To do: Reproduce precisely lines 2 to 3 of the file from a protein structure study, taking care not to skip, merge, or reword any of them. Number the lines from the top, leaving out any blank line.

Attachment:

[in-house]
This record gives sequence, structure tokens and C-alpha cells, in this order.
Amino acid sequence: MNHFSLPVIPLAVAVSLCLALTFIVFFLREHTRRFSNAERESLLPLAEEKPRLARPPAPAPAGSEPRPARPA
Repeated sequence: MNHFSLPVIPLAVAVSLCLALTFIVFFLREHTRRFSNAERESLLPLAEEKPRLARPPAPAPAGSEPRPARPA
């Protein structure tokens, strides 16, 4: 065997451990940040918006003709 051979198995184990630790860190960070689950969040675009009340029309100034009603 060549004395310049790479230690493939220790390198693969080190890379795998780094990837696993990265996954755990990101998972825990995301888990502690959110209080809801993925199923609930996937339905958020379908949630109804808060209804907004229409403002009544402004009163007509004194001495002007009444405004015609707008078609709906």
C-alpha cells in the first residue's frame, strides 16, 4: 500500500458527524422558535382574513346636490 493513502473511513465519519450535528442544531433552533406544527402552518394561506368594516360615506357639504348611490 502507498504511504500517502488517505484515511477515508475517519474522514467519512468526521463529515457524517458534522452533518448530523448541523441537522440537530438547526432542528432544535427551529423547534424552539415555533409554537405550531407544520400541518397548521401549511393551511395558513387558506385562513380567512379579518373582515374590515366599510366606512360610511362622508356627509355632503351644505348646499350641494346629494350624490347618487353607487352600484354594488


This record gives sequence, structure tokens and C-alpha cells, in this order.
Amino acid sequence: MNHFSLPVIPLAVAVSLCLALTFIVFFLREHTRRFSNAERESLLPLAEEKPRLARPPAPAPAGSEPRPARPA